Peptidomics of human milk during lactation and mastitis

Andres - Copy

Authors
Andres GuerreroStephanie ContrerasDave Dallas; Lauren Wu; Jennifer Smilowitz; Daniela Barile; Bruce German; Carlito Lebrilla

Institutes
University of California, Davis, Davis, CA


Novel Aspect
Peptidomics analysis of milk yields bioactive peptides that vary during lactation and disease.

Introduction
Human milk, as other biofluids, contains proteolytic enzymes that produce endogenous peptides. A library of endogenous peptides found in human milk with post-translational modifications was created through the use of nano-LC and tandem mass spectrometry. This library was used to develop a method to identify peptides rapidly allowing monitoring with quantitation nearly 1000 peptides with nano-LC MS. The method was used to examine changes in the peptide abundances during lactation. A comprehensive understanding of the endogenous proteolytic activity in human milk can be achieved to compare different milk samples. In addition because many of the peptides have antimicrobial activity, we examined the effect of peptide production and abundances during diseases such as mastitis infection.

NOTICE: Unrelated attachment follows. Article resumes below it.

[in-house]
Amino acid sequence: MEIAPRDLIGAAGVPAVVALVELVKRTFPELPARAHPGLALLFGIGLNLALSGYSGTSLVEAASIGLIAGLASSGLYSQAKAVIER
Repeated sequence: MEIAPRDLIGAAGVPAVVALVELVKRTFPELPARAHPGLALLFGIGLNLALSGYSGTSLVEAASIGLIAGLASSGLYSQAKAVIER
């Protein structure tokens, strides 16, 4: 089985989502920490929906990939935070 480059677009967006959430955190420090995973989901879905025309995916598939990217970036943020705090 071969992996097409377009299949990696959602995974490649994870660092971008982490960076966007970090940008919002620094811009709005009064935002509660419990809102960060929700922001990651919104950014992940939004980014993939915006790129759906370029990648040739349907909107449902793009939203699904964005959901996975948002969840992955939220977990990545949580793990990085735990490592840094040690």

Methods
Peptide separation was performed using 25 ?L of human milk that was spiked with an internal standard. The samples were defatted and trichloroacetic acid was added to precipitate the peptides. The samples were cleaned up by solid phase extraction using a C-18 column. The samples were analyzed on a nano-LC Q-TOF with a C-18 chip to obtain MS and MS/MS data. The tandem mass spectrometry information from each sample was exported as an MGF file and uploaded to X! tandem to identify peptides present in each milk sample analyzed. When the peptides in milk were identified an in-house software was used to visualize the most abundant peptides present within a protein.